Age and Sex Differences in the Associations of Pulse Pressure With White Matter and Subcortical Microstructure.

Published on Mar 3, 2021in Hypertension7.713
· DOI :10.1161/HYPERTENSIONAHA.120.16446
Emilie T. Reas13
Estimated H-index: 13
(UCSD: University of California, San Diego),
Gail A. Laughlin65
Estimated H-index: 65
(UCSD: University of California, San Diego)
+ 3 AuthorsLinda K. McEvoy66
Estimated H-index: 66
(UCSD: University of California, San Diego)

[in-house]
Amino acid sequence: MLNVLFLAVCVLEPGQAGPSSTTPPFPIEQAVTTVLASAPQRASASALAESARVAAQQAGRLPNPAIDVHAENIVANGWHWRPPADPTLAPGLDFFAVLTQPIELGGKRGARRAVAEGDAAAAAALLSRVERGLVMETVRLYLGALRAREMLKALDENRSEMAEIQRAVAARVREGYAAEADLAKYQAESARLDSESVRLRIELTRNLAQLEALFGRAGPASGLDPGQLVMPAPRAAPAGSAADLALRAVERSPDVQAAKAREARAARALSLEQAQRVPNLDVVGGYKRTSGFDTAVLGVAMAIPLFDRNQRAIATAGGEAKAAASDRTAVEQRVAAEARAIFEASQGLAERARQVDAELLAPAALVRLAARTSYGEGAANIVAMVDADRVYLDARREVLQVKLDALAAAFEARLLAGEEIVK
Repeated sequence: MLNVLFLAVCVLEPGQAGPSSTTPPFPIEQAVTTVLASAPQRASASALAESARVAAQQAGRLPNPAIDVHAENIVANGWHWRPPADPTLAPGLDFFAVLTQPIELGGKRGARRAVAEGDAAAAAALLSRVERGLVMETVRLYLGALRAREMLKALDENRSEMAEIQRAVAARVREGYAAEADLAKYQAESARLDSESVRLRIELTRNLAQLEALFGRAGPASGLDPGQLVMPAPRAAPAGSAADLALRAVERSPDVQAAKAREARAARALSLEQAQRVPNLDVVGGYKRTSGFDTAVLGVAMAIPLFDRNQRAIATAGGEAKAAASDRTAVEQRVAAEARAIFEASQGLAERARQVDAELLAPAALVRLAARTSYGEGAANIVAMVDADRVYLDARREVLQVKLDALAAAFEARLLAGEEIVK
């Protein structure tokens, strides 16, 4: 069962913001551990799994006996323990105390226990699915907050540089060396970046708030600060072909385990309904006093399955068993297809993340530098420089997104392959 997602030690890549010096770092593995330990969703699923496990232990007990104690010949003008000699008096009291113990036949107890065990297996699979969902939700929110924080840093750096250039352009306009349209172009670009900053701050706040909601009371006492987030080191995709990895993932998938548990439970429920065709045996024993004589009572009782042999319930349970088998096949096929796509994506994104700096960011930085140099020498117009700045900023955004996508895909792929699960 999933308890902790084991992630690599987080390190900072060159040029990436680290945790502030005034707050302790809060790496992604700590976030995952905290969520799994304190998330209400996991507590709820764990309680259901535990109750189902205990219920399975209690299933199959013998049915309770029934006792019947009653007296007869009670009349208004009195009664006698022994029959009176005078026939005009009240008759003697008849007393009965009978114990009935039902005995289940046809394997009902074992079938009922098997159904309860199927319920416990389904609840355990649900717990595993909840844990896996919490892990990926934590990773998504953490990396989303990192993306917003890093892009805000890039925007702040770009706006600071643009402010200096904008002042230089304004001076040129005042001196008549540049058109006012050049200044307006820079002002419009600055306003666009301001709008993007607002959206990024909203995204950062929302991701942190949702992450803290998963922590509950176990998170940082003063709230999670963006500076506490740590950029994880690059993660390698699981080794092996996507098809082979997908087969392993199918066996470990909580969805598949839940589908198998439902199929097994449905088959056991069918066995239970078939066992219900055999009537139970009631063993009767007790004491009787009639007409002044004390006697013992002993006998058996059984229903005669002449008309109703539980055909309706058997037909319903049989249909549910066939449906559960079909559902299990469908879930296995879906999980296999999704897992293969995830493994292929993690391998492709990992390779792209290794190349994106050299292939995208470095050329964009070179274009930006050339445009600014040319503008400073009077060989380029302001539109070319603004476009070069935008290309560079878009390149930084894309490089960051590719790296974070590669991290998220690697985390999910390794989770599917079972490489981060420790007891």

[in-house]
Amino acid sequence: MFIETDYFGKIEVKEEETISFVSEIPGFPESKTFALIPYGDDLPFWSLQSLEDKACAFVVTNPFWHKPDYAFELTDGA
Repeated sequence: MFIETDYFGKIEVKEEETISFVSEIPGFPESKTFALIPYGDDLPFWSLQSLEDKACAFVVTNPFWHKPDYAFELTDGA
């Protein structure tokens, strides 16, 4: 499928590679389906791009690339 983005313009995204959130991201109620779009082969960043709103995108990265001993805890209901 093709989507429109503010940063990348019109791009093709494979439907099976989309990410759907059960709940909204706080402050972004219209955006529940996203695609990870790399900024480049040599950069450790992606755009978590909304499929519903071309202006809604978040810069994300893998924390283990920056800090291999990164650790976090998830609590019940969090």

Midlife vascular disease increases risk for dementia and effects of vascular dysfunction on brain health differ between men and women. Elevated pulse pressure, a surrogate for arterial stiffness, contributes to cerebrovascular pathology and white matter damage that may advance cognitive aging; however, it remains unclear how associations between pulse pressure and neural integrity differ by sex and age. This study used restriction spectrum imaging to examine associations between pulse pressure and brain microstructure in community-dwelling women (N=88) and men (N=55), aged 56 to 97 (mean, 76.3) years. Restricted isotropic (presumed intracellular), hindered isotropic (presumed extracellular), neurite density, and free water diffusion were computed in white matter tracts and subcortical regions. After adjustment for age and sex, higher pulse pressure correlated with lower restricted isotropic diffusion in global white matter, with more pronounced associations in parahippocampal cingulum, as well as in thalamus and hippocampus. Subgroup analyses demonstrated stronger correlations between pulse pressure and restricted isotropic diffusion in association fibers for participants ≤75 years than for older participants, with stronger effects for women than men of this age group. Microstructure in parahippocampal cingulum and thalamus differed by pulse pressure level regardless of antihypertensive treatment. Increased pulse pressure may lead to widespread injury to white matter and subcortical structures, with greatest vulnerability for women in late middle to early older age. Restriction spectrum imaging could be useful for monitoring microstructural changes indicative of neuronal loss or shrinkage, demyelination, or inflammation that accompany age-related cerebrovascular dysfunction.
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